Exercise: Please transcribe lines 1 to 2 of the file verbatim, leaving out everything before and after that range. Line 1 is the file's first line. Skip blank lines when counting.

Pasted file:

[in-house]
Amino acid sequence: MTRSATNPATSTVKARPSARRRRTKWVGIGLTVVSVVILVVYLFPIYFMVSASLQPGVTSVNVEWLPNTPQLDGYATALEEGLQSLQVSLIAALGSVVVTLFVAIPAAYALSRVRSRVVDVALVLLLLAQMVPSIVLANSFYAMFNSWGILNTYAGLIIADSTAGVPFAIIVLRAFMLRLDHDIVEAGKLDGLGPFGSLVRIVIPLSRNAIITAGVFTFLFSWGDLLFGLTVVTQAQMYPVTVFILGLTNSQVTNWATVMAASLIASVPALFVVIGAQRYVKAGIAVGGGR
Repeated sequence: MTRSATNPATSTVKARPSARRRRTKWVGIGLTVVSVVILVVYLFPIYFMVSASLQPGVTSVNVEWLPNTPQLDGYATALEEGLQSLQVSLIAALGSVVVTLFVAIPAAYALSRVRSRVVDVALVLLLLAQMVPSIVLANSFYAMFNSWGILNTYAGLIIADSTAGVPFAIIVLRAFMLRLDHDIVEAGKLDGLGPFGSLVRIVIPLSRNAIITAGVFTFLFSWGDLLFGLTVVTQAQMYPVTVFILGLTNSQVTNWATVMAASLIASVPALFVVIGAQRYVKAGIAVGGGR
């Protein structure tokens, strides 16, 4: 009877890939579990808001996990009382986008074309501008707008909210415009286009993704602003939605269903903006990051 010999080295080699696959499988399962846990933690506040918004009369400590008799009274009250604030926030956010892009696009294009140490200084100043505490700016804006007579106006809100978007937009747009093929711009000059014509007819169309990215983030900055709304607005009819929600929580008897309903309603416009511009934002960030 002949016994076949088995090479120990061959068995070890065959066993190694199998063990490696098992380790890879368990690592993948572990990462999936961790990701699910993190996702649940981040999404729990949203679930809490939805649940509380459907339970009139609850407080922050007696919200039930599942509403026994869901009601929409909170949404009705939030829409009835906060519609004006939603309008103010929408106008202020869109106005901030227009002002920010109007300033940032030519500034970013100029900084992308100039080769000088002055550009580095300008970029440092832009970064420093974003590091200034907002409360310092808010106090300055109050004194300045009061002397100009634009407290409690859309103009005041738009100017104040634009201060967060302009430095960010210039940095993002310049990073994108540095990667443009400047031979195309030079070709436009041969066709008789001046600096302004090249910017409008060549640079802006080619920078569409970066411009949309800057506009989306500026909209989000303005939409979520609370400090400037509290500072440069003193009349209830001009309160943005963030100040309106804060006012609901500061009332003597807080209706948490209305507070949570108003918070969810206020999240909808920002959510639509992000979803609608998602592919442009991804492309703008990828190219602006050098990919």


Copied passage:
[in-house]
Amino acid sequence: MTRSATNPATSTVKARPSARRRRTKWVGIGLTVVSVVILVVYLFPIYFMVSASLQPGVTSVNVEWLPNTPQLDGYATALEEGLQSLQVSLIAALGSVVVTLFVAIPAAYALSRVRSRVVDVALVLLLLAQMVPSIVLANSFYAMFNSWGILNTYAGLIIADSTAGVPFAIIVLRAFMLRLDHDIVEAGKLDGLGPFGSLVRIVIPLSRNAIITAGVFTFLFSWGDLLFGLTVVTQAQMYPVTVFILGLTNSQVTNWATVMAASLIASVPALFVVIGAQRYVKAGIAVGGGR